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The Philadelphia Inquirer

Don't Underestimate the Role Community Plays in Education

George Curry

Just mentioning the term school reform will open a floodgate of familiar suggestions: Reduce class sizes, end social promotions, raise graduation standards, reform curricula, expand preschool programs, create charter schools, upgrade the caliber of teachers - and the list goes on.

But Hugh B. Price, former president of the National Urban League, says that while those ideas might be good, we are overlooking perhaps the most effective component of school reform: more community involvement. And he doesn't just make that pitch - he shows us how to do it.

I covered Price's tenure at the National Urban League in the 1990s, and I was always impressed that while other civil-rights leaders grabbed for headlines, Price preferred difficult issues unlikely to put him in the spotlight.

One such issue was education. After leaving the Urban League, Price has continued as an education reform advocate and recently wrote a book titled Mobilizing the Community to Help Students Succeed. In an insightful and readable book equally useful for educators and community organizers, he provides the right mix of examples and research studies to bolster his arguments.

His central argument is: "Communities should motivate youngsters to take school seriously and strive to achieve, and should celebrate them when they do. This culture of achievement augments the efforts of engaged parents and helps fill the void created by parents who are not involved."

Price launched a Campaign for African American Achievement at the National Urban League and allowed local affiliates to devise their own ways of rewarding achievement.

Most affiliates celebrated September as Achievement Month, sending a message early in the school year that success was important. Enlisting other groups, they organized back-to-school parades, dinners, county fairs, block parties, and other events to celebrate academic achievement. Students were presented with certificates, legislative proclamations and, in some cases, money.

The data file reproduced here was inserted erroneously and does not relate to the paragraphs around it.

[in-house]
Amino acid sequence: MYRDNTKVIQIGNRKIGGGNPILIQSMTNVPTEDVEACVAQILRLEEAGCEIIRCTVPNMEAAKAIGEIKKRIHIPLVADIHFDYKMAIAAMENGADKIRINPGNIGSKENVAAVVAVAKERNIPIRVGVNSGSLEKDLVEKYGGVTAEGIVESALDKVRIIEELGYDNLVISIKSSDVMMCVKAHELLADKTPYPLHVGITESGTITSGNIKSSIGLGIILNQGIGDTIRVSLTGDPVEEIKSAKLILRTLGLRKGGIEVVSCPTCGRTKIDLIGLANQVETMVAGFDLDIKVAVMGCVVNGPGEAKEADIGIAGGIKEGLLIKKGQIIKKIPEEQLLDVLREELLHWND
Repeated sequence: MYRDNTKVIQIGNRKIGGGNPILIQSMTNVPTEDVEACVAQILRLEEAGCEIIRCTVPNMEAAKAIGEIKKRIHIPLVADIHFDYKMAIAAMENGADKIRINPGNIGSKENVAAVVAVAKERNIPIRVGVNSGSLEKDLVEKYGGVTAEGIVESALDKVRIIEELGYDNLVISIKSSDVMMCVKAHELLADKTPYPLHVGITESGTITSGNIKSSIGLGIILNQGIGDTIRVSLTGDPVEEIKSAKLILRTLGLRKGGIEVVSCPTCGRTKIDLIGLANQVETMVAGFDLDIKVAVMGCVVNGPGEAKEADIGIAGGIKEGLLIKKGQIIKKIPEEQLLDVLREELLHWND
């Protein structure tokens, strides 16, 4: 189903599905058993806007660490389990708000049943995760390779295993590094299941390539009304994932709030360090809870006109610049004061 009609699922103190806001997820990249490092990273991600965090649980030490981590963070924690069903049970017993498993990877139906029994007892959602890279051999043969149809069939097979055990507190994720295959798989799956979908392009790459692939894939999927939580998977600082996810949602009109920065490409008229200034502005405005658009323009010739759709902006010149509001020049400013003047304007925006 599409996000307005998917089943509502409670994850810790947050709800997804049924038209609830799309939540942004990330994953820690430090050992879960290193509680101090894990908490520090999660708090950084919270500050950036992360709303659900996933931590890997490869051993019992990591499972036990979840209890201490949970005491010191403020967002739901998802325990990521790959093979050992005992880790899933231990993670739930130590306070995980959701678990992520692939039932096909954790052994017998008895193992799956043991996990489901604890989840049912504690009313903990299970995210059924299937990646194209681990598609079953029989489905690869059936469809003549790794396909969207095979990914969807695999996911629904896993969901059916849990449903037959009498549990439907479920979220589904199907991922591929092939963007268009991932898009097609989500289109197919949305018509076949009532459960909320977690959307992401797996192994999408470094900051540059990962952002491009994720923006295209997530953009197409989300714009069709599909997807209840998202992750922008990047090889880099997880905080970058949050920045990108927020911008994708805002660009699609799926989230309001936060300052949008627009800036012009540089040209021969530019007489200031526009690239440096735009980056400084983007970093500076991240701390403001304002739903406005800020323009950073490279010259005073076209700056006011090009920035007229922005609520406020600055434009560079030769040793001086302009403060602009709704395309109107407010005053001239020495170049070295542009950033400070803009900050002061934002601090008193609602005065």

In Mount Vernon, N.Y., Superintendent Ronal Ross wanted to improve reading in every elementary school. So he announced that every student who read at least 50 books a year would get a free bicycle. The students had to submit a book report on each book.

"Ross originally figured that the number of winners would be modest enough that if he and and members of his cabinet bought several bikes, that would be sufficient," Price recalled. " . . . To his surprise, nearly 170 students completed at least 50 books. Another 520 read between 40 and 49 books. The top scorer was a black boy in the 5th grade who had read 82 books. The runner-up was another 5th-grade black boy who had read 81 books. All totaled, over 1,600 youngsters read 25 or more books that year."

Ross relied on the business community to help him purchase more bikes.


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"All of us want positive reinforcement," Ross explained. "These kids are going to be reading long after they stop riding a bike."

It is also important to encourage students who may never be at the top of the class.

"In K-12 education, schools typically recognize and reward the top achievers in any given category, whether for academic accomplishment or community service. This tradition is perfectly understandable," Price observes. "The trouble is that students who are struggling academically or disenchanted with school may perceive those traditional forms of recognition as utterly out of reach.

"Recognizing this, some schools opt to celebrate a broader array of accomplishments. As one Florida principal whose school follows this practice puts it, 'I believe that all students need to be motivated, and when you only recognize the A students, you have lost a group of students who think they can never be recognized. . . . We have students set individual goals for reading, math and writing. When they meet their goals, they are rewarded for their work.' "

A California principal said such an approach is "a way to reward individual students for reaching their potential, not surpassing others."

The role the community plays in education should never be underestimated.

"Children do indeed pay attention to values and norms transmitted by others," Price writes. " . . . Because young children aren't yet adept at self-appraisal, they tend to rely on others' opinions to create their own judgments of confidence and self-worth."

Communities can play a powerful role in helping students reach their potential.

George E. Curry, former Washington correspondent and New York bureau chief for the Chicago Tribune, was editor-in-chief of Emerge magazine.

© Copyright 2008 Philly Online, LLC.

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